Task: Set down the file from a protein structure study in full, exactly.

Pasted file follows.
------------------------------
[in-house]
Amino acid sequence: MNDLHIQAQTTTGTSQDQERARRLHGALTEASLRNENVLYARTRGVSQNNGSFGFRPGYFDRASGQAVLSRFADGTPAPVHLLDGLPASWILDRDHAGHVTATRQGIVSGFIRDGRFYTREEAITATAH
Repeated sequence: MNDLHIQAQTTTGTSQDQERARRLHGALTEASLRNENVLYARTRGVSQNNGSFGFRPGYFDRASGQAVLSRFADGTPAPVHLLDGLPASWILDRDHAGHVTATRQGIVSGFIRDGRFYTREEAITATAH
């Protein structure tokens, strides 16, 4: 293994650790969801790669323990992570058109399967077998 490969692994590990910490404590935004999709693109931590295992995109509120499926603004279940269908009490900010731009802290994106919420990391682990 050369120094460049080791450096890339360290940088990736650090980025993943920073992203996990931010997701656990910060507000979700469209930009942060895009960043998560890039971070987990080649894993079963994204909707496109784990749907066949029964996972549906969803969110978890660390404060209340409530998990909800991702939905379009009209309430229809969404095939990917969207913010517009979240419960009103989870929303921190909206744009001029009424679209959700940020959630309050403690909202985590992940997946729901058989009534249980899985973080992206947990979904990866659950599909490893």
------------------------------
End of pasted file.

[in-house]
Amino acid sequence: MNDLHIQAQTTTGTSQDQERARRLHGALTEASLRNENVLYARTRGVSQNNGSFGFRPGYFDRASGQAVLSRFADGTPAPVHLLDGLPASWILDRDHAGHVTATRQGIVSGFIRDGRFYTREEAITATAH
Repeated sequence: MNDLHIQAQTTTGTSQDQERARRLHGALTEASLRNENVLYARTRGVSQNNGSFGFRPGYFDRASGQAVLSRFADGTPAPVHLLDGLPASWILDRDHAGHVTATRQGIVSGFIRDGRFYTREEAITATAH
């Protein structure tokens, strides 16, 4: 293994650790969801790669323990992570058109399967077998 490969692994590990910490404590935004999709693109931590295992995109509120499926603004279940269908009490900010731009802290994106919420990391682990 050369120094460049080791450096890339360290940088990736650090980025993943920073992203996990931010997701656990910060507000979700469209930009942060895009960043998560890039971070987990080649894993079963994204909707496109784990749907066949029964996972549906969803969110978890660390404060209340409530998990909800991702939905379009009209309430229809969404095939990917969207913010517009979240419960009103989870929303921190909206744009001029009424679209959700940020959630309050403690909202985590992940997946729901058989009534249980899985973080992206947990979904990866659950599909490893």